- サイダー (saida): soft drink, citric flavored carbonated water.
- Cider: alcoholic drink popular in the UK, made from fermented apples
Carbonated drinks made their first appearance in Japan in 1868, when the British North & Ray Trading Company opened their first store in Yokohama. They sold sodas, lemonade and champagne cider amongst other European goods. North and Ray wanted to serve the foreign residents but their drinks ended up also becoming popular among the Japanese privileged class.
Only in 1899 did the elite drink become more accessible when a Yokohama manufacturer released a local version called Kinsen cider (Gold Line cider), a pineapple and apple-flavored carbonated drink. It became so popular that the origin of the word cider lost its meaning and is now synonym to soft drink.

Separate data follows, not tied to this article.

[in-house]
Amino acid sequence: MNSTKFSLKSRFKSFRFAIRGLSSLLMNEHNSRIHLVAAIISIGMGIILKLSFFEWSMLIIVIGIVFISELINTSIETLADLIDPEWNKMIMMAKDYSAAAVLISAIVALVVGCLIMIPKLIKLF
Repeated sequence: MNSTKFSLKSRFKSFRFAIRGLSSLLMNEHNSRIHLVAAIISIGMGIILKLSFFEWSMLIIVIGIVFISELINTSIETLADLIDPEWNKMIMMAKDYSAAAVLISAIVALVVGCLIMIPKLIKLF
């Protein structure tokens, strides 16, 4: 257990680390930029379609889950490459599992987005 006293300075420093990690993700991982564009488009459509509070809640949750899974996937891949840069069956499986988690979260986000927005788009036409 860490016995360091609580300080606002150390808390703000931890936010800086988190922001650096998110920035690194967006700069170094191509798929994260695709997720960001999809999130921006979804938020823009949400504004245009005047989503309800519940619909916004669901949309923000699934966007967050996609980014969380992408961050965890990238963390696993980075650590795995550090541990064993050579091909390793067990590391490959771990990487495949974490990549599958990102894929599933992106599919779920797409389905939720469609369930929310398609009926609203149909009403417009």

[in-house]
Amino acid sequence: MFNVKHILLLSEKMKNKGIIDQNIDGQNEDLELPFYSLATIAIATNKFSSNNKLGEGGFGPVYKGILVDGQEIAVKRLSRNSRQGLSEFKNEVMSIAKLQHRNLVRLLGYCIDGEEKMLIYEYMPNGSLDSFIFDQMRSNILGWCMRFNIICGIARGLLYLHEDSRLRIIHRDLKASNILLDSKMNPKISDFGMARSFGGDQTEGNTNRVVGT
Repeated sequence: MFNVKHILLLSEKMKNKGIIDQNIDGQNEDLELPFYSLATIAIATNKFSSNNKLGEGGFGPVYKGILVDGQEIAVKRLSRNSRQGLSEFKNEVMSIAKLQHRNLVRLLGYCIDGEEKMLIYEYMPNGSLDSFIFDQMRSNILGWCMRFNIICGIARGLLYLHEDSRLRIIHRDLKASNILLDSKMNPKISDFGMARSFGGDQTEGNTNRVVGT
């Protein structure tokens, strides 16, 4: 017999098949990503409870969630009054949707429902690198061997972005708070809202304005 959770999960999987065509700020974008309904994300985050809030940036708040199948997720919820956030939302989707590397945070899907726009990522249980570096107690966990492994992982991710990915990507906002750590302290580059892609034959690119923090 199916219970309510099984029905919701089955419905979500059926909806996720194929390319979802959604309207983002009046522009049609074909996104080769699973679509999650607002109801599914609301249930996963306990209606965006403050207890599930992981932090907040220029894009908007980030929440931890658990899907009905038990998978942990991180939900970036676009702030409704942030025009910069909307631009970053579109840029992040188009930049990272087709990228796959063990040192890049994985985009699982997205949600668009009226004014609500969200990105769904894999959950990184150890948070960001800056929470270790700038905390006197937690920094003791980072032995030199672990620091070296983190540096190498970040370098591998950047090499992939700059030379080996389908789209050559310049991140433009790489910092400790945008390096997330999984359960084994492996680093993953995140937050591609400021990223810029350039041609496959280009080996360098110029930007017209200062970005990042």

To refer to cider, the alcoholic beverage, Japanese use the French word cidre, with transliterates into シードル (shiidoru).
On a final note, one of the most popular サイダー is Ramune, which actually comes from the English word lemonade, but let’s leave that story for another time.
This article is part of the weekly Katakana English series, where we discuss Japanese words borrowed (mostly) from English that have acquired a different meaning.
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